Vimy Ridge cave carvings in Montreal 3D exhibit recall soldiers' lives underground

A new exhibition at The Royal Montreal Regiment Museum shows 3D images of carvings done by World War I soldiers who lived underground for weeks, rehearsing for battle - and carving mementos in their spare time.

WWI soldiers rehearsing for epic battle passed time carving while living 10 metres underground

The Royal Montreal Regiment Museum has a new exhibition featuring 3D reproductions of carvings done by World War I soldiers living deep underground in the days and weeks leading up to the Battle of Vimy Ridge.

The soldiers were living in a former chalk quarry that was connected to a network of kilometres-long tunnels dug underground around Vimy, to keep the troops safe. 

The men were waiting and training for the battle which would go on to be a major Canadian victory. 

To pass the time, they carved regimental badges and other messages into the soft chalk walls of the caves.

A Canadian non-profit company called Canadigm visited the caves and captured the carvings, using non-invasive 3D laser scanners and high-resolution photography.

The result is a collection of highly precise replicas: 20 modules each highlighting an underground carving, the soldier who created it and an interactive kiosk providing details on Canada's role in World War I. 

Employees at Canadigm, the non-profit Canadian Historical Documentation and Imaging group, went down into the caves to scan the WW I carvings. (RMR Foundation)

Story behind each carving

Each carving on display is accompanied by a short biography of the soldier. 

Herman Schofield lied about his age to join the army at 16.  He would have been 18 when he carved out his cap badge on the wall of the cave.
A fish etched into the rock by a Canadian soldier in 1917. It is one of a series of etchings in a tunnel under Vimy Ridge, just before the historic battle, that have rarely been seen. (CBC)

Colin Robinson, Honorary Lieutenant-Colonel of the RMR, pointed out that that badge is the same one that soldiers wear on their beret today.

"It was a relatively new badge created for the First World War," Robinson said, pointing out some details in the 3D image.

"Here he's got his initials, he's got his name, his town he was obviously proud of. And, of course, the date: the 19th of March, 1917. He obviously wanted to be remembered."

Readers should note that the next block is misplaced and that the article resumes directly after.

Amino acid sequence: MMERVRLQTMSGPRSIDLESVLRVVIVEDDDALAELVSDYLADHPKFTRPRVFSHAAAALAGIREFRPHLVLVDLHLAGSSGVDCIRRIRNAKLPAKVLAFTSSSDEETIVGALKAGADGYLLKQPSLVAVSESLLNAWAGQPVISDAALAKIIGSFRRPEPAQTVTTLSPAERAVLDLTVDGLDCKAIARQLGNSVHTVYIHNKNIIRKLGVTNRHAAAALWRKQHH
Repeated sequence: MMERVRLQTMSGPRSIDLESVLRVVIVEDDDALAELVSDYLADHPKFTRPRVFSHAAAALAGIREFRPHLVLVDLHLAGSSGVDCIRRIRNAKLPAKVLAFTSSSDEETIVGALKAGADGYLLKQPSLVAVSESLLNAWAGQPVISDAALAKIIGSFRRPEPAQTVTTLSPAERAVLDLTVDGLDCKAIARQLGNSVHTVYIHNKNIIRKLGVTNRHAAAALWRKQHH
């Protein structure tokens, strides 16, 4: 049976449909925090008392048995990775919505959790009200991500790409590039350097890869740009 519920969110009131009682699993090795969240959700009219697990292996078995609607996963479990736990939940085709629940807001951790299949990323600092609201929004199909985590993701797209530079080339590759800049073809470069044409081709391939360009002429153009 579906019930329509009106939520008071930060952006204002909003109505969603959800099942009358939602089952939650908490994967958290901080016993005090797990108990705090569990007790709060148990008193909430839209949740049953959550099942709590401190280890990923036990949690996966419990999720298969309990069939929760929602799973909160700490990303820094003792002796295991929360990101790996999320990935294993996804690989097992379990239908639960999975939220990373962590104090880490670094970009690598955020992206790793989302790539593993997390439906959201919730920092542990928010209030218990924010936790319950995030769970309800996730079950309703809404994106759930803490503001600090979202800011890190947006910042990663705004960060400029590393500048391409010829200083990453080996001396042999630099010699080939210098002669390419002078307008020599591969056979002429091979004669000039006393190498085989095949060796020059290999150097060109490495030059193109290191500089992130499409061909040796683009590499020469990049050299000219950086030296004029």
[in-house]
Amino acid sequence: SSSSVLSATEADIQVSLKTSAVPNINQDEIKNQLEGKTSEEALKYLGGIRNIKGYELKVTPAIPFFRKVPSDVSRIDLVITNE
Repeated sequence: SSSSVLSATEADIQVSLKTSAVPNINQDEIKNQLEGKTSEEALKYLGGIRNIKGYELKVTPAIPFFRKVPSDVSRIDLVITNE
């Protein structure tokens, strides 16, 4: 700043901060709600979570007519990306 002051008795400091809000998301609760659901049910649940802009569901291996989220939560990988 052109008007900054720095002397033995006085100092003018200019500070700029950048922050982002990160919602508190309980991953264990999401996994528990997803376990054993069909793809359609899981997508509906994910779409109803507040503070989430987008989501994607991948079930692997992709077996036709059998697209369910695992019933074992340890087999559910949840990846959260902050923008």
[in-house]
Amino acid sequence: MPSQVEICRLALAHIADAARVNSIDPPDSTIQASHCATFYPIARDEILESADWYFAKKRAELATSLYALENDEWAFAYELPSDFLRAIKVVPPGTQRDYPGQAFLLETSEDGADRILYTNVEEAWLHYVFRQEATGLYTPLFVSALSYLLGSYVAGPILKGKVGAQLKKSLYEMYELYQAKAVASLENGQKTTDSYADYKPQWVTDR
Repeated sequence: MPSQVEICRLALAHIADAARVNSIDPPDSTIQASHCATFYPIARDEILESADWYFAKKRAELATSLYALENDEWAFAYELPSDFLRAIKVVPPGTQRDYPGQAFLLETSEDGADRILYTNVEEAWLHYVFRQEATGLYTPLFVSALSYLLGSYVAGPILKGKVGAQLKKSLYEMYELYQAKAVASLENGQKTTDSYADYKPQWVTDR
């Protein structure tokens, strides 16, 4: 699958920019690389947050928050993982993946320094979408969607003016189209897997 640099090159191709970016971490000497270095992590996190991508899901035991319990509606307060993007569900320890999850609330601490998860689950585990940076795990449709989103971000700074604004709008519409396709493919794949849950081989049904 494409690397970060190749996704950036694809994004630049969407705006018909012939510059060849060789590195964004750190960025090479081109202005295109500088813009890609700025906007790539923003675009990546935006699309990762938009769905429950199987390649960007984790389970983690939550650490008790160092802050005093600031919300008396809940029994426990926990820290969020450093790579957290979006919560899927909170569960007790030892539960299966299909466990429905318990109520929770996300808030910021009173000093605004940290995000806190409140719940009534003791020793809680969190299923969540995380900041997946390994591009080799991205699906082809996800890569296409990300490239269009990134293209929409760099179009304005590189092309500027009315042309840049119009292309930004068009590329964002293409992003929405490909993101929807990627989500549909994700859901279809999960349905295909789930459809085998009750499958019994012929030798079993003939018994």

Privates with pencils

The purple colour of the sketching piques Robinson's interest.

"He's done that with a trench pencil," Robinson said, "and that was a brand new thing that they'd done at the time. They'd issued a map pencil to the soldiers and maps."
A cave carving by Herman Schofield, from Chatham, N.B., who lied about his age so he could join the war. He enlisted at age of 16. He was wounded near Vimy but survived. (The Royal Montreal Regiment Museum)

"Prior to that attack at Vimy Ridge, no army had ever given their privates maps. So when they were following their leaders and their officers got killed or wounded, the attack would kind of just stop, and all the soldiers would go to ground."

"But this is obvious he had been issued that pencil, because when they wrote on a wet surface it turned purple and left an indelible mark."     

Other carvings are more sophisticated. 

One done by a stonemason shows his regiment crest.

Another is a mailbox, carved by two comrades. The soldiers used it to deposit their letters and postcards destined for home.

"Some of these soldiers had probably been down there for a couple of weeks, so they had time to do it – and you can see by some of the carvings that there were some very skilled at what they were doing," said Robinson.

Soldiers lived, trained in utter darkness

Robinson said the men underwent serious training in the caves, under the watchful eye of General Sir Arthur William Currie, who had carefully studied what had gone wrong at the Battle of the Somme.
Soldiers lived and worked in total darkness while training for the Battle of Vimy Ridge in 1917. (RMR Foundation)

"They made a map model on the ground of exactly all the different terrain features that everyone had to use and the soldiers walked over it at the right time," Robinson explained. "They practised another Canadian invention called "the rolling barrage," where they would drop artillery rounds just in front of the troops."

 "The troops walked right in behind them, and it kept them safe. They called it the 'Vimy glide.'"

Robinson said it was pitch black in the cave, and living conditions were very damp but surprisingly safe.

"Quite frankly, these conditions would have been fantastic compared to the conditions of most of their comrades who would have been in muddy trenches, under shell fire, machine gun fire, gas warfare."

Souterrain Impressions is on display at The Royal Montreal Regiment Museum until the end of April. It will tour across Canada after that. The 100th anniversary of the Battle of Vimy Ridge is in 2017.


Jeanette Kelly works as the arts reporter at CBC Montreal. She's also the host of Cinq à Six, Quebec's Saturday afternoon culture show on CBC Radio One.

with files from Loreen Pindera